We were on our way to dinner. It was a long anticipated feast for some old friends. We were going to have steamboat in Bangsar. It was a good night for steamboat. It was raining heavily.
We drove through the rainstorm, laughing, talking, anticipating. My friend, a pastor, was driving. Many calls came through his mobile. There was one about his church elder having breathing difficulties after a tennis game. He had been taken to hospital. We thought nothing of it. After all we had all just seen him in the morning, serving communion.
Then another call came. The elder had died. We had to quickly figure out the best route to the hospital. Again, death had rudely interrupted the plans of the living.
Death’s track record is horrible. He is well known for being terribly inconsiderate. He comes at the worst times. He gives no warning. He doesn’t ask for permission.
He interrupts dinners. He takes away a loving husband and father. He takes away the key elder of a church. He takes away a tennis partner. He takes away a precious friend. What the hell is he doing?
We are much more polite than death. We say “death” when actually we mean God. But we are too polite to call God names. But since we believe that God is in total control of life, it is therefore God who is rude.
God interrupts dinners. He takes away a loving husband and father. He takes away the key elder of a church. He takes away a tennis partner. He takes away a precious friend. What the **** is He doing?
Our hearts are cold. Our hands are shaking. The full enormity of the loss will take a long time to sink in. If it ever does.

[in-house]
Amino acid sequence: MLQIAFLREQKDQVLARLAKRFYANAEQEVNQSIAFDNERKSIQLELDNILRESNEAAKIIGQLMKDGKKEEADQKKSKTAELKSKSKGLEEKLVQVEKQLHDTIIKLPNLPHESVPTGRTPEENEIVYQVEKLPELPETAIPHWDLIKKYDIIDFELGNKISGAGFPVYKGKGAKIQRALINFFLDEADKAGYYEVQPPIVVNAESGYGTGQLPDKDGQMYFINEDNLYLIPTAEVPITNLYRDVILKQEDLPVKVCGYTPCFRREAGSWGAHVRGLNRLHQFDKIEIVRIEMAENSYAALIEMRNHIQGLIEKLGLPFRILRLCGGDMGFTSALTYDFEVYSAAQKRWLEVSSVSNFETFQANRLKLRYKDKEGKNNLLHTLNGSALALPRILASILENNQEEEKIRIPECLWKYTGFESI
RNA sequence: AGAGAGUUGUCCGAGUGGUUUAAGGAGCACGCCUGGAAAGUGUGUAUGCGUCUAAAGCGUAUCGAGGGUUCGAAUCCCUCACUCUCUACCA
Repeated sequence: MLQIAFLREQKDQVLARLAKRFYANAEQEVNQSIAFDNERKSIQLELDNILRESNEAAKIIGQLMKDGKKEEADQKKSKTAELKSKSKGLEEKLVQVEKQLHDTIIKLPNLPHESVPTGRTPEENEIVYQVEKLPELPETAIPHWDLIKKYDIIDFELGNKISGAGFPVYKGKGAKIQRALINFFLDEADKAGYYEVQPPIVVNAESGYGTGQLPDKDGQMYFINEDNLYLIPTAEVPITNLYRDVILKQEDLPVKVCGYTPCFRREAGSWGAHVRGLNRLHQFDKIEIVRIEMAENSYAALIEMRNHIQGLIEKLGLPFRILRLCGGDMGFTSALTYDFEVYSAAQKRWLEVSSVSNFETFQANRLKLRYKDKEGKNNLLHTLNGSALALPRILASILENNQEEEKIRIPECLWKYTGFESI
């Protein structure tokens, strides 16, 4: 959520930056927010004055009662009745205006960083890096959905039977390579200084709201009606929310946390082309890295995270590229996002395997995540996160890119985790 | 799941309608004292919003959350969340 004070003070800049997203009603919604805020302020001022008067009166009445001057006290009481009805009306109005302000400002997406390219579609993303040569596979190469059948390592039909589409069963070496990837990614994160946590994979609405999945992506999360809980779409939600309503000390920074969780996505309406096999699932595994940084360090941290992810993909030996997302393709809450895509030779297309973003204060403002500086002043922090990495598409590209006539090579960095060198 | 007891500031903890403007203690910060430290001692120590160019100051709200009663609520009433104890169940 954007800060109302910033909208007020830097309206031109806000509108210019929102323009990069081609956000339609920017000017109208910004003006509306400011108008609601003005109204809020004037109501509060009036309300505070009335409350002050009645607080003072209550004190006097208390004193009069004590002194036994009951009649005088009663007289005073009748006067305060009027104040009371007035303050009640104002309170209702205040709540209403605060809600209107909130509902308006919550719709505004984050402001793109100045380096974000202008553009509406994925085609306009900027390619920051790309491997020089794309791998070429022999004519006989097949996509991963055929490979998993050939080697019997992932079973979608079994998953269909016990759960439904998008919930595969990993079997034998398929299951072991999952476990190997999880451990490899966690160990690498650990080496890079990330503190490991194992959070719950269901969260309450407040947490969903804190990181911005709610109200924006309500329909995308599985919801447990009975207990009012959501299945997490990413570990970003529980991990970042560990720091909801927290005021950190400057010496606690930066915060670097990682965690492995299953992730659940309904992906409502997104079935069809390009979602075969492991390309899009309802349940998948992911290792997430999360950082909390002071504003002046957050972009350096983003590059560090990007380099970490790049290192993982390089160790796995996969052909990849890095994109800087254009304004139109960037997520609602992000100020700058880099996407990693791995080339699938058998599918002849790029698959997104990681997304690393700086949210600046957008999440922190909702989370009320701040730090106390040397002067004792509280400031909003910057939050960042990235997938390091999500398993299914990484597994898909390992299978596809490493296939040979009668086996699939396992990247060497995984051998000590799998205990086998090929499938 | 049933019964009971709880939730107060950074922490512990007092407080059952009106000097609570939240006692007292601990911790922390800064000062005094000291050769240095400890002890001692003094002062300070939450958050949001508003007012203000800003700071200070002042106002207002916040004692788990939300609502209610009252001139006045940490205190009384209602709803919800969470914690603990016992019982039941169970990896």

Why God, why? Why now?
We run to God and we want to throw these questions in His face. Politely of course. But when we approach Him, we find that there is a long line ahead of us. And someone says, “take a number”.
As we are waiting, someone walks past. He’s had his turn already. It’s Job.
Here was a man who tried his best to live a righteous life. And God had taken away everything. He had gone with his lawyers to confront God. Surely there had been a glitch in the system. Surely, just this once, the Almighty had made a mistake. Job kept banging on God”s door.
When God finally appeared, Job almost soiled his pants. But all God did was establish that He was much more clever than Job, that there was indeed this enormous gulf between His thoughts and Job’s.
God took His time and bombarded Job with many questions but that was all He did. No apologies, no explanations. Just the reminder that God was much smarter and much more powerful than Job.
I suspect that when our number is called and we get to see God, this is all we are going to get as well. “Why did you take Elder Philip at this time? Why?” I fear that all we are going to get from God is this: “Who is cleverer, you or Me?”
Frankly I don’t see how taking away Elder Philip at this time is something clever. Surely not for his wife and children. Surely not for the church.
But that’s just it. My evaluation is based on what my eyes can see. And what my mind can comprehend. And I have lived long enough to trust neither. So I have to trust in God. I have no other choice.
The writer of the book of Lamentations reminds us of the character of this God that we are cornered into trusting. Faced with his own devastation, he remembers that:
“The steadfast love of the Lord never ceases, his mercies never come to an end; they are new every morning; great is your faithfulness. ‘The LORD is my portion,’ says my soul, therefore I will hope in him.” (Lamentations 3: 22–24 ESV)
He understands that there will be no quick fixes though, and so he exhorts us to wait for God to make sense of things.
“The LORD is good to those who wait for him, to the soul who seeks him. It is good that one should wait quietly for the salvation of the LORD.” (Lamentations 3:25–26 ESV)
In the long run, God will be no man’s debtor. Even Job had a foretaste of this truth (Job 42:10–17). In the long run, there is only wholeness and completeness (Revelation 21, 22). In the long run, everything will make sense.
In the meantime there is pain and confusion. In the meantime there is the absence of rhyme and reason.
And so we wait upon the Lord and press on, confident that the last line of Elder Philip’s life, and ours, has not yet been written.
We press on, utterly confident that the Divine Poet does not make mistakes, and that when the poem is complete, everything harmonizes. Everything will make perfect sense.
And so we press on.